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Topie: Robin Bishop, 23{desc: California Highway Patrol Officer George Michael Gwaltney}
September 10th, 2008 07:42 PM

United States of America, Plaintiff-appellee, v. George Michael Gwaltney, Defendant-appellant

United States Court of Appeals, Ninth Circuit. - 790 F.2d 1378

Argued and Submitted Jan. 9, 1986.Decided June 2, 1986

At about 5:00 p.m. on January 11, 1982, twenty-three-year-old Robin Bishop departed Los Angeles driving alone to her home in Las Vegas. At 9:23 p.m. on the same date, defendant George Michael Gwaltney, then an officer with the California Highway Patrol, reported by radio that he had discovered a woman's body beside a frontage road just off Interstate 15 some 30 miles northeast of Barstow, California. Robin Bishop had been killed by a single bullet that entered the back of her head. Bruises on her wrists indicated that she had been handcuffed ten to twenty minutes before she died. Autopsy revealed fresh semen in her vaginal cavity.

Two state-court murder trials in which Gwaltney was defendant culminated in hung juries. A federal indictment was thereafter returned charging that Gwaltney, acting under color of law, willfully assaulted and shot Bishop, thereby causing her death and violating her constitutionally protected right not to be deprived of life or liberty without due process of law. 18 U.S.C. Sec. 242. Gwaltney pleaded not guilty and the matter proceeded to trial. On May 10, 1984, after six weeks of trial and one day of deliberation, a jury found Gwaltney guilty as charged. On June 25, 1984 the district court entered judgment on the verdict and committed Gwaltney to prison for a period of ninety years,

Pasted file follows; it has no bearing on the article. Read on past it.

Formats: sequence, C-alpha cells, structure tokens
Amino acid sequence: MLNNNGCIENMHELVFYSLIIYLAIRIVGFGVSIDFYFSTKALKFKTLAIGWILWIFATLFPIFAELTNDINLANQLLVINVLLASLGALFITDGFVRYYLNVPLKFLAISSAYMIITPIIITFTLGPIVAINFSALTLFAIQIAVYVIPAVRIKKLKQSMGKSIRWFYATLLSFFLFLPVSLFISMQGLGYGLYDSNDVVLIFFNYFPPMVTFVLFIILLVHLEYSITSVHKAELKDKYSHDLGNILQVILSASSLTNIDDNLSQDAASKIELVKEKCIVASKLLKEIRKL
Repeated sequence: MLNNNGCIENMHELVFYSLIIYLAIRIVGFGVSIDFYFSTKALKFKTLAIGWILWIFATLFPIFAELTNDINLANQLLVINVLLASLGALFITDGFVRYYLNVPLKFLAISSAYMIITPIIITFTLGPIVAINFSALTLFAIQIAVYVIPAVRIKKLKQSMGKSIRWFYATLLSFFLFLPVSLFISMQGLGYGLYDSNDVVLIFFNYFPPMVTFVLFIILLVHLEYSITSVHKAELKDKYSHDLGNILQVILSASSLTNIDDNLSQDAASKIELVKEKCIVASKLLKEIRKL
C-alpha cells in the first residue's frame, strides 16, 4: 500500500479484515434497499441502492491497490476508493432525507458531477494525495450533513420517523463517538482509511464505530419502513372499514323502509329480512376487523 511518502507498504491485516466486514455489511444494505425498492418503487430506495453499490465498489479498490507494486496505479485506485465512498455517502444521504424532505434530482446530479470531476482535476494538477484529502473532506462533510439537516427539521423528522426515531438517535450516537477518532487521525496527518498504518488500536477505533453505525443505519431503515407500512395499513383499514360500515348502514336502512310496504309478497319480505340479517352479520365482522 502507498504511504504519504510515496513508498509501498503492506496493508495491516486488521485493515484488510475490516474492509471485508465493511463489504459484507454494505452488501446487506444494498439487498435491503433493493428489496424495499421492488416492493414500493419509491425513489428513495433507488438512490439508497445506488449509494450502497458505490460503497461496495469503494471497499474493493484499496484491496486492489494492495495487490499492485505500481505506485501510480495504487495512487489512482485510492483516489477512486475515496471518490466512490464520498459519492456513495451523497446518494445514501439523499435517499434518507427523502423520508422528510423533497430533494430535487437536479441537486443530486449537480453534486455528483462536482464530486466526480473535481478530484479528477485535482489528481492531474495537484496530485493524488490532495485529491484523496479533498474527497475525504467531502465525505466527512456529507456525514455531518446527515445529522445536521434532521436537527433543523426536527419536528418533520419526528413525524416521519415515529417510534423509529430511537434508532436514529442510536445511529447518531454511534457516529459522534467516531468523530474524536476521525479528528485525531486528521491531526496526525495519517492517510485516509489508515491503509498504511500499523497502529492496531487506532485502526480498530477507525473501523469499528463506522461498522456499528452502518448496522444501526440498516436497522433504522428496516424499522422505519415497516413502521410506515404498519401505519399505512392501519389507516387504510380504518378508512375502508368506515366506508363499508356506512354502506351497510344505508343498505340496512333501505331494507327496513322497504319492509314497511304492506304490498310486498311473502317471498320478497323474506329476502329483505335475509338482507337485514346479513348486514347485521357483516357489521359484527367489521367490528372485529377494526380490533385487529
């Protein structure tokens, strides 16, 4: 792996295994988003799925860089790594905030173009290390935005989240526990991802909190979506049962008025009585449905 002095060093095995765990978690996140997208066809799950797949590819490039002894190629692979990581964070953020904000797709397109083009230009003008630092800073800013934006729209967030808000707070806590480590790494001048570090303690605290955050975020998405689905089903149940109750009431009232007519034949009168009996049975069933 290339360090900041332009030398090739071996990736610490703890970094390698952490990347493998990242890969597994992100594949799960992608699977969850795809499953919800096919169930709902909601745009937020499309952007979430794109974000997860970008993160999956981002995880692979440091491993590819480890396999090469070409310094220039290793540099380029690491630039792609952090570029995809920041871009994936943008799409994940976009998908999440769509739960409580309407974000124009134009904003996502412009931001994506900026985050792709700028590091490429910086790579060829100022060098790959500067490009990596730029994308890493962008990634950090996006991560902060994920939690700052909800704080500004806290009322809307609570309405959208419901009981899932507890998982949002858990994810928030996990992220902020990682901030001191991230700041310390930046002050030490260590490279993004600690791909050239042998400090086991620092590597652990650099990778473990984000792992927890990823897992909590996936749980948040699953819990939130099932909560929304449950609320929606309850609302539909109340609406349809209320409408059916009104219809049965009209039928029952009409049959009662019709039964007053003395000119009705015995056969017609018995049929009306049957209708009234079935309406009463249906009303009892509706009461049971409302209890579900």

At trial the government adduced considerable evidence concerning the characteristics of defendant's semen, the semen removed from Bishop's vaginal cavity during autopsy, semen stains found on the back seat of the patrol car driven by Gwaltney on the night of the murder, and semen stains found on the blue jeans worn by Bishop on the night of her death. Analysis of the semen removed from Bishop's vaginal cavity revealed that the donor had type A blood and secreted his typing antigen into his semen. It is undisputed that some 29% of the male population are type A secretors. Dried semen found on the back seat of the patrol car was also found to have been donated by a type A secretor, as was the dried semen found on Bishop's blue jeans. An enzyme found in the semen of 40% of the population, PGM 1+1+, was also identified in the semen stain found on the back seat of the patrol car. According to undisputed expert testimony, the occurrence of this enzyme is independent of blood type and secretor status. Analysis of a semen sample taken from Gwaltney revealed that he is a type A secretor exhibiting the PGM 1+1+ enzyme. Additionally, Dr. Edward Blake, the prosecution's forensic serologist, testified that using a relatively new procedure known as an immunobead assay, he detected anti-sperm antibodies in a sample of Gwaltney's semen, as well as in the semen stains found on Bishop's jeans and on the back seat of the patrol car. According to the testimony at trial, anti-sperm antibodies occur in less than 5% of the male population.